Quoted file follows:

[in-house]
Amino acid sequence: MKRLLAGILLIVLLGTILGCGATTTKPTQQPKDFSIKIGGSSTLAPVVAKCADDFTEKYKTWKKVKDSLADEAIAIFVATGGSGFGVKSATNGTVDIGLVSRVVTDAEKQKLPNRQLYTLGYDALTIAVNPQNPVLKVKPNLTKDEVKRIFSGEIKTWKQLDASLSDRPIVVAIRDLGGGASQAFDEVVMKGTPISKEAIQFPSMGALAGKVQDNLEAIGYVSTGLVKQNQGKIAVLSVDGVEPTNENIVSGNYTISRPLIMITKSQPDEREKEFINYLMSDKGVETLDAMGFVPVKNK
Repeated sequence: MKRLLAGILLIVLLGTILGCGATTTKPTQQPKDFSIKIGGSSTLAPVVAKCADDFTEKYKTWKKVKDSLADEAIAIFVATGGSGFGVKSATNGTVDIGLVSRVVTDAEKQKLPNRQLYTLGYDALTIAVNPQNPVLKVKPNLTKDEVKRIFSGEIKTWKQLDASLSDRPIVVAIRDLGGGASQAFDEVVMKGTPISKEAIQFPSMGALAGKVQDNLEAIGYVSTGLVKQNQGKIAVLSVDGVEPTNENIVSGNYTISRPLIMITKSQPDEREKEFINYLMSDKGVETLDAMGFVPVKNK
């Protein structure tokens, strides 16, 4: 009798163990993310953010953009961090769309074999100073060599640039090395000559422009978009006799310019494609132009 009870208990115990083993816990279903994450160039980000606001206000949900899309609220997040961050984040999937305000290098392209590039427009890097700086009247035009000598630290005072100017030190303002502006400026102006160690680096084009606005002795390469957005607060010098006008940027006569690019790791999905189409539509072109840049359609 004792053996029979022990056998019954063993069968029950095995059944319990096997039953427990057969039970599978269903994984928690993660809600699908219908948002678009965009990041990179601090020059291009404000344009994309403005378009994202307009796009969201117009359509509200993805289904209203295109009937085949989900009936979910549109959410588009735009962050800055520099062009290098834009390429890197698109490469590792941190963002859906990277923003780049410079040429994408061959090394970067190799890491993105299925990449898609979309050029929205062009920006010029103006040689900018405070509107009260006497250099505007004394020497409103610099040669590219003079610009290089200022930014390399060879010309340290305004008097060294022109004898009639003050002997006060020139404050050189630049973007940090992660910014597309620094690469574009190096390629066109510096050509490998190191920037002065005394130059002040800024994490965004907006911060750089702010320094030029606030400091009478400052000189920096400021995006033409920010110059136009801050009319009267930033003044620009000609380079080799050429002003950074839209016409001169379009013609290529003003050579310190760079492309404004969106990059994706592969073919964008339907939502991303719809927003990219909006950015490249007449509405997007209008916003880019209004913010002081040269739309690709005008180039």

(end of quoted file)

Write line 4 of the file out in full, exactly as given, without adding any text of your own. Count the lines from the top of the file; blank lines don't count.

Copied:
């Protein structure tokens, strides 16, 4: 009798163990993310953010953009961090769309074999100073060599640039090395000559422009978009006799310019494609132009 009870208990115990083993816990279903994450160039980000606001206000949900899309609220997040961050984040999937305000290098392209590039427009890097700086009247035009000598630290005072100017030190303002502006400026102006160690680096084009606005002795390469957005607060010098006008940027006569690019790791999905189409539509072109840049359609 004792053996029979022990056998019954063993069968029950095995059944319990096997039953427990057969039970599978269903994984928690993660809600699908219908948002678009965009990041990179601090020059291009404000344009994309403005378009994202307009796009969201117009359509509200993805289904209203295109009937085949989900009936979910549109959410588009735009962050800055520099062009290098834009390429890197698109490469590792941190963002859906990277923003780049410079040429994408061959090394970067190799890491993105299925990449898609979309050029929205062009920006010029103006040689900018405070509107009260006497250099505007004394020497409103610099040669590219003079610009290089200022930014390399060879010309340290305004008097060294022109004898009639003050002997006060020139404050050189630049973007940090992660910014597309620094690469574009190096390629066109510096050509490998190191920037002065005394130059002040800024994490965004907006911060750089702010320094030029606030400091009478400052000189920096400021995006033409920010110059136009801050009319009267930033003044620009000609380079080799050429002003950074839209016409001169379009013609290529003003050579310190760079492309404004969106990059994706592969073919964008339907939502991303719809927003990219909006950015490249007449509405997007209008916003880019209004913010002081040269739309690709005008180039």